When I was growing up, I discovered new music the old-fashioned way: radio, MTV, and mixtapes from cooler friends.
Now, with the proliferation of streaming services, file sharing sites, digital downloads, Sirius XM, groovy cable TV soundtracks, etc., it’s theoretically easier than ever to stumble across something great, yet I barely register most new and new-ish artists these days unless they’re literally dropped right in front of me.
Such was the case at the 2017 SXSW music/film/everything fest in Austin, TX, when I wandered into an East 6th Street day party with performers wailing away on four stages…
…including a striking brunette in a white linen suit who, from a distance, bore a striking resemblance to Chrissie Hynde on the cover of “Pretenders II”. Curious, I moved closer as she trilled a breathy melody, seemingly oblivious to the power chord riffs of surrounding bands in the club’s back patio performance area.
Then, when the Woman in White finished her tune, she announced (in an accent I couldn’t quite place), that her next song would be: “What If Birds Aren’t Singing They’re Screaming”.
She had my complete attention.
Not only was that one of the greatest song titles I’d ever heard, but the performance, lyrics, and melody were so instantly, intensely riveting that all the surrounding bands seemed to fade away, as if those of us in front of her stage had slipped into a dimension just a bit off to the side of the reality we’d occupied only moments before.
Conversations and smart phone surfing around me all stopped as the Woman in White jutted her jaw out, slightly off balance one moment then rooted and commanding the next, alternately cooing and keening like a warrior priestess. Over the course of her captivating set, her striking presence, swooping vocal range, and dreamy/nightmarish lyrics reminded me of everyone from Kate Bush, Bjork, and Siouxsie Sioux to Joe Cocker and the doomed mutant scientist trapped in the spiderweb at the end of “The Fly” wailing, “Help me! Helllp meeeee!”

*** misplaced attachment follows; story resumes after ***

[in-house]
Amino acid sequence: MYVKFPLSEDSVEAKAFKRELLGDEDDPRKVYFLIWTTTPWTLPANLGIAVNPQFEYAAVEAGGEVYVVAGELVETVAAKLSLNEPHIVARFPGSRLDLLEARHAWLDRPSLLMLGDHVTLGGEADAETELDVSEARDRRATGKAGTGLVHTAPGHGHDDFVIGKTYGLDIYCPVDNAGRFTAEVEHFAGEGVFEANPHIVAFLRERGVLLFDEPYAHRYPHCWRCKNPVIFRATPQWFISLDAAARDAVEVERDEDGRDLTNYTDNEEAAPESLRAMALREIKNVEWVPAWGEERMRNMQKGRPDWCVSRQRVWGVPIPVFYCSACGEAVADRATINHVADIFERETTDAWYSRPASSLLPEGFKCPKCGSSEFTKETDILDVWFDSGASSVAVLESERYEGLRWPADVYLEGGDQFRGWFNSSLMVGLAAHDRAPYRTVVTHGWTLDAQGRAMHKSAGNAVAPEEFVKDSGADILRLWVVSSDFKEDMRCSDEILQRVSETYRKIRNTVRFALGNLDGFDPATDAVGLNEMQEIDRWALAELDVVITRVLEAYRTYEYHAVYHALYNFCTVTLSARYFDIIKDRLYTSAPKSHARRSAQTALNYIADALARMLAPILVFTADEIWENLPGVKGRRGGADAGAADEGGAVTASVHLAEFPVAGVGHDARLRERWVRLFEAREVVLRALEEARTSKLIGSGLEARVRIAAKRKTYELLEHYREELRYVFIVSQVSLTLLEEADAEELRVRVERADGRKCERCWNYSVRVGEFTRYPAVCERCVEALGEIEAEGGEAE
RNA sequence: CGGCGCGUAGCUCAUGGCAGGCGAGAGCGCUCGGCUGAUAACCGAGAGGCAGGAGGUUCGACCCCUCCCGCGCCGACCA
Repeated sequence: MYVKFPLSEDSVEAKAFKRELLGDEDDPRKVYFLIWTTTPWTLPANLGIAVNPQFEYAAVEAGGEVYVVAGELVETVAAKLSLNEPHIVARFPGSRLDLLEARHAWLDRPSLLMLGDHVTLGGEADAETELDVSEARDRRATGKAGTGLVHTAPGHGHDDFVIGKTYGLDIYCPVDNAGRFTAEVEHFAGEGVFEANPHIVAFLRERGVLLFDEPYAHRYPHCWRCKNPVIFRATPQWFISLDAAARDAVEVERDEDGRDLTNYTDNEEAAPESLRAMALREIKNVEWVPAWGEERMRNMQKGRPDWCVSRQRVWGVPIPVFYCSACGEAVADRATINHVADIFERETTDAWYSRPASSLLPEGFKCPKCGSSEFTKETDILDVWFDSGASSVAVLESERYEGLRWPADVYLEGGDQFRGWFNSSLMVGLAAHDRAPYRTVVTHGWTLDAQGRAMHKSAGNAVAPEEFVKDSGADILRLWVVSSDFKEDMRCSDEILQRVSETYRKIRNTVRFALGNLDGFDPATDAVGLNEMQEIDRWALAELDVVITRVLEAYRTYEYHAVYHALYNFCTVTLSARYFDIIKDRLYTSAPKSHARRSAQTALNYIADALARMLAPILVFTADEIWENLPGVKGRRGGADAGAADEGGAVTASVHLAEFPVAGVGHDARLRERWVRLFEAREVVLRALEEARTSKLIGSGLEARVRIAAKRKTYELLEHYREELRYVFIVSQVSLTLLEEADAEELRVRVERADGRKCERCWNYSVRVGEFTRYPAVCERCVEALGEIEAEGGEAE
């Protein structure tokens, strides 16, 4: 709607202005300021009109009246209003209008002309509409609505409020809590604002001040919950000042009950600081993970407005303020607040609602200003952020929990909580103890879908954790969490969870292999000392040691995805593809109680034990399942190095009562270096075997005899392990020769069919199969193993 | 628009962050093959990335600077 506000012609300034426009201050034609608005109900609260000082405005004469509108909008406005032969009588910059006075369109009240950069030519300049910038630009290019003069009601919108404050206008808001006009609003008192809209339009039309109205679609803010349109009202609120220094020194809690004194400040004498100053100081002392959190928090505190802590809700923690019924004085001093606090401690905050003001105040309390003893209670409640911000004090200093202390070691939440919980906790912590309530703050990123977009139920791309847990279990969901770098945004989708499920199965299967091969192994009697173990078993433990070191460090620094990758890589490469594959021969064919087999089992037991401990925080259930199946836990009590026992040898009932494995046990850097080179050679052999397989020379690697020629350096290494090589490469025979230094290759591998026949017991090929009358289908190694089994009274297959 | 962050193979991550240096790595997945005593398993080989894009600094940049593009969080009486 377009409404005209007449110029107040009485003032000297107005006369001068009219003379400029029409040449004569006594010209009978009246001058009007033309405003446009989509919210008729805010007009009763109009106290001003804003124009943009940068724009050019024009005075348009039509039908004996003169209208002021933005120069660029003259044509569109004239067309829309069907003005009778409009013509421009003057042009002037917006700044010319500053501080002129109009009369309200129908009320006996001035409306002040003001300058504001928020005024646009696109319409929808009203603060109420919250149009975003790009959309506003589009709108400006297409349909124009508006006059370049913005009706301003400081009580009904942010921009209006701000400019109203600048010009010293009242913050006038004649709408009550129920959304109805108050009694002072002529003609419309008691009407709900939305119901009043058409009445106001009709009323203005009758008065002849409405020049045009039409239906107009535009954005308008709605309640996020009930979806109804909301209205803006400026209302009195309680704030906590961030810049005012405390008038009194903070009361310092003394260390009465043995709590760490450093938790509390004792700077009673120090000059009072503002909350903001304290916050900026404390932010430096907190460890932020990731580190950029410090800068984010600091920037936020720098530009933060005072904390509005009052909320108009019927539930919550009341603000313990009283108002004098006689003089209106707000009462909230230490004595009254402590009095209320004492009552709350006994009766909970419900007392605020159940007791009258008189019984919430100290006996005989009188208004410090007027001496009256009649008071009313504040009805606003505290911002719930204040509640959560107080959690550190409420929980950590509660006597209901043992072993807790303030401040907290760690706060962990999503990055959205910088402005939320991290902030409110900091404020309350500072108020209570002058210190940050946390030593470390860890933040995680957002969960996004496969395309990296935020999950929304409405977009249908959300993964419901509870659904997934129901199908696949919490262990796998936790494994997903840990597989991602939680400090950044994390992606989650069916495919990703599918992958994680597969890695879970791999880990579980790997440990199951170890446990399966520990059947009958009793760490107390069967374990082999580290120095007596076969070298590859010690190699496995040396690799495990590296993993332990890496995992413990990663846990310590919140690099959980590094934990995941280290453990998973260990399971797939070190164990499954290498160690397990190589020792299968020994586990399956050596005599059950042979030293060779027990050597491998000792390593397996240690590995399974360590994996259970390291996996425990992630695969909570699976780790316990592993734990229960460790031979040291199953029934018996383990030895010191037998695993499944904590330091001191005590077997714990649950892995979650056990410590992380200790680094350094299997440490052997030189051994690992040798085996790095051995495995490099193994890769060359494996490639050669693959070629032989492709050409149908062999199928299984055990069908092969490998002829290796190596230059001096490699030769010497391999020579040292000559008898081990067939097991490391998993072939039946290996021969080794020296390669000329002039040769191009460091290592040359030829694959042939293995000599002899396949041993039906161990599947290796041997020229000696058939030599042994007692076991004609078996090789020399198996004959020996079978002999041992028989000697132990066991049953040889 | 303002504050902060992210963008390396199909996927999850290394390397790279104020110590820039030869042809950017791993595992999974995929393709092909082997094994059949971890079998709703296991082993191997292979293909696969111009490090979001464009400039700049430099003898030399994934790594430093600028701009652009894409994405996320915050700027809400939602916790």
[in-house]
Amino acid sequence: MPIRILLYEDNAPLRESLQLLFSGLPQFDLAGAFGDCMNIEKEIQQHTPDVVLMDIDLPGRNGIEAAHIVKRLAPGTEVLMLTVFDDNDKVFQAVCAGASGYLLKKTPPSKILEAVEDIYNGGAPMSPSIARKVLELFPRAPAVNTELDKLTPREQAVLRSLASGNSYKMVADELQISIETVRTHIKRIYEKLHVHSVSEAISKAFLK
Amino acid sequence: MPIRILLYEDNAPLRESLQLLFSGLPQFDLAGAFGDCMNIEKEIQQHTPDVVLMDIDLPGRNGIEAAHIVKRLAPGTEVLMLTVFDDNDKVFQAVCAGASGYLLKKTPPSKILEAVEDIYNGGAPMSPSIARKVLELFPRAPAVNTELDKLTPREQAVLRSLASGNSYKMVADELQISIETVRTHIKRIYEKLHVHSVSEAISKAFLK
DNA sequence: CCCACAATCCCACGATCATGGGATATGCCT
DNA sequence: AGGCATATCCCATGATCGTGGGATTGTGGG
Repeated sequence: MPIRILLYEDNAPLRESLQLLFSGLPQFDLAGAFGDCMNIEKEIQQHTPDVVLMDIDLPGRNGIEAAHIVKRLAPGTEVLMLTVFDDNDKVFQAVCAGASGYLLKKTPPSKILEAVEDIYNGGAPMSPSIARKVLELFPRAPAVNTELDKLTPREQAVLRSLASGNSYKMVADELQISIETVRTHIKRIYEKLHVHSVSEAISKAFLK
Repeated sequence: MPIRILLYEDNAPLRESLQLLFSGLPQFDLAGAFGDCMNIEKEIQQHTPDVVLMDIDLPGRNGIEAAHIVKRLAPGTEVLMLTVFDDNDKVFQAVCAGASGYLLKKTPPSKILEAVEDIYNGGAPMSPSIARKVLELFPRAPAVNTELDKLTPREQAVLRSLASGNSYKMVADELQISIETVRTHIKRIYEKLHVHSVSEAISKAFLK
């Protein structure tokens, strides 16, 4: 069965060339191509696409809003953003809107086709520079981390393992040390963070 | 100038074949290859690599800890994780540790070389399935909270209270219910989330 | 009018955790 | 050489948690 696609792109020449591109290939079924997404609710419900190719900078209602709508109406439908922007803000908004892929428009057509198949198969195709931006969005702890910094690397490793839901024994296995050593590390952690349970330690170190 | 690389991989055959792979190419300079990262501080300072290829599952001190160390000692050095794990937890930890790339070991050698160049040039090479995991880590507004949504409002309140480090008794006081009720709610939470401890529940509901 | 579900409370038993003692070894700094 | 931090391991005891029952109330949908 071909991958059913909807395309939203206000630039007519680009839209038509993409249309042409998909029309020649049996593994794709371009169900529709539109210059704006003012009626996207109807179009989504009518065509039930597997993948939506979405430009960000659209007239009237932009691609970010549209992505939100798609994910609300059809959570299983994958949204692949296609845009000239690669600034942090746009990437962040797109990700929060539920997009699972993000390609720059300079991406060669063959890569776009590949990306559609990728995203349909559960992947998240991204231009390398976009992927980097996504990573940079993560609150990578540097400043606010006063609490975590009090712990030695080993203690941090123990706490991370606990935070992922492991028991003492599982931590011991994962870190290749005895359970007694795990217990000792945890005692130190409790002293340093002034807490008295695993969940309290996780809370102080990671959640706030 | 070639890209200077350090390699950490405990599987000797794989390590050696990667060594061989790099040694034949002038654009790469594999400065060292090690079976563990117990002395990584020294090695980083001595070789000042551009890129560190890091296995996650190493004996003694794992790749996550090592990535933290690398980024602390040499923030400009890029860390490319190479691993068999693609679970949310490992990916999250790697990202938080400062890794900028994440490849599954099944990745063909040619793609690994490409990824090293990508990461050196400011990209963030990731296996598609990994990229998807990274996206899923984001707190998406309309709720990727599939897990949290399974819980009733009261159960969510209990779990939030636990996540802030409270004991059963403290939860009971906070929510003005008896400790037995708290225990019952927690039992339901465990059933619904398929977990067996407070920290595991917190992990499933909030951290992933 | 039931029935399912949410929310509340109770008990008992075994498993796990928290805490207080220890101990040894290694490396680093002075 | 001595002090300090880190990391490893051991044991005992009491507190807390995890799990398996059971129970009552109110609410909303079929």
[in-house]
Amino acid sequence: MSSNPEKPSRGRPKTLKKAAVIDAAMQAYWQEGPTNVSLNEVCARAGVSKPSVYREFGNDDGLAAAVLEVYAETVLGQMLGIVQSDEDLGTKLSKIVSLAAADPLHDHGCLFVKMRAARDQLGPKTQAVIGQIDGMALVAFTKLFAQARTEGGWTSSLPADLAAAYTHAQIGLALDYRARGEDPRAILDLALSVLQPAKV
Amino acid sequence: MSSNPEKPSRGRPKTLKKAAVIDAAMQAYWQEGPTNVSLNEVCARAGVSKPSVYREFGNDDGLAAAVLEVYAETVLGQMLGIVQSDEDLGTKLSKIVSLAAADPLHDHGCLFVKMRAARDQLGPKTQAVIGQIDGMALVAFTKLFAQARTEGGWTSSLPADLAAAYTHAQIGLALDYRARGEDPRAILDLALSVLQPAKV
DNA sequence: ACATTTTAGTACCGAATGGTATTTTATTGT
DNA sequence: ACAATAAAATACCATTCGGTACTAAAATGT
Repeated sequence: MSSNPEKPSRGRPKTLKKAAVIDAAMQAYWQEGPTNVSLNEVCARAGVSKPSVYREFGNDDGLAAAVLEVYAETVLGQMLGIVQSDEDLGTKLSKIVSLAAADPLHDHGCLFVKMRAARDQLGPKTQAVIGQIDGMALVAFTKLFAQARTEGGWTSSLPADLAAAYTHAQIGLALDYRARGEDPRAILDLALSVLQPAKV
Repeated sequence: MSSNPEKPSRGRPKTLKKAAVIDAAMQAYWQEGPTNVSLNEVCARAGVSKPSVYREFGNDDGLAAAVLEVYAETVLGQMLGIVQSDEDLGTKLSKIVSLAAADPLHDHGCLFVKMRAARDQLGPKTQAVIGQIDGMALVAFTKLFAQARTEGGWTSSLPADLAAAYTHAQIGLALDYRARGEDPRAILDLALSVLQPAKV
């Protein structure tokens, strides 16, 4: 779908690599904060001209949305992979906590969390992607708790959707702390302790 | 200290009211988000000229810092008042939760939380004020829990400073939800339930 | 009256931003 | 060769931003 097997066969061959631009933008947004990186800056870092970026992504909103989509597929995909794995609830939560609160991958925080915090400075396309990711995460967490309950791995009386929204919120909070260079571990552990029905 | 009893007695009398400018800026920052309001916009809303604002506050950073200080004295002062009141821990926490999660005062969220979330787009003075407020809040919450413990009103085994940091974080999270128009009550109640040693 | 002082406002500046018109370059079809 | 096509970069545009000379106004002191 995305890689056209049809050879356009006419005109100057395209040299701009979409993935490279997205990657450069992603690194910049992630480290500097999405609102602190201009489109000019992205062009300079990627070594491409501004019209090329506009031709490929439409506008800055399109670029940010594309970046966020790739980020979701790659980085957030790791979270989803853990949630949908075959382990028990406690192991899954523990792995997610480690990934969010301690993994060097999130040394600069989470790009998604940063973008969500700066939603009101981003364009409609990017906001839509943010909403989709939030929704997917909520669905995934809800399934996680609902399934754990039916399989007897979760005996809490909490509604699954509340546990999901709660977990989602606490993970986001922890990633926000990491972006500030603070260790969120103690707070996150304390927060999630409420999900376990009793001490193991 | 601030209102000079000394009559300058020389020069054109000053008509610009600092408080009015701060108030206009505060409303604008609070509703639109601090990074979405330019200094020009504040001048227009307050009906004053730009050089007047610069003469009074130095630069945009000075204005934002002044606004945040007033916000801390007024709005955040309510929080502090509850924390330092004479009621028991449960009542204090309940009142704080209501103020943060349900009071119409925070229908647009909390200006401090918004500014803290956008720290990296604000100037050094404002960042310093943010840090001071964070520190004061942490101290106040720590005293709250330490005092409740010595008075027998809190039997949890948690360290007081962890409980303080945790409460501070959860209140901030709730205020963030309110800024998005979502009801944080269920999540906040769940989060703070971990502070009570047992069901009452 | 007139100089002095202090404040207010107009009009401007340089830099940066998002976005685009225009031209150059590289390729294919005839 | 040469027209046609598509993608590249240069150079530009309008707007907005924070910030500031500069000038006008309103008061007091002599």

And then, as if transforming from an anonymous day party singer to one of my favorite live acts ever wasn’t enough, The Woman in White launched into “Horizon,” a song which instantly “Inception”-ed its way into my head as a long-lost anthem I’d somehow always loved from the very first moment I heard it.
“I broke my neck
Dancing to the edge of the world, babe.
My mouth is wet, don’t you forget it,
Don’t you lose me.
Here is your princess,
And here is your horizon…”
When the spell broke and the show ended, I felt compelled to approach the stage and let the Woman in White know how impressed I was by her performance. She thanked me and introduced herself as Aldous Harding, from New Zealand.
An hour later, a friend and I hit a promotional event for the upcoming season of “Twin Peaks,” featuring a line-up of bands meant to capture the spirit of David Lynch’s sweet, scary creation.
My friend and I both agreed Aldous would fit perfectly with the line-up…just minutes before we noticed her entering the establishment to perform a version of the set we’d seen on East Sixth.
We stood and watched the crowd milling around, talking and laughing and checking their smart phones before they, too, fell silent in fascination as Ms. Harding took the stage and repeated the ritual.
Here was our princess, and here was our horizon.
Aldous Harding’s second album (“Party”) will be available after May 19, 2017.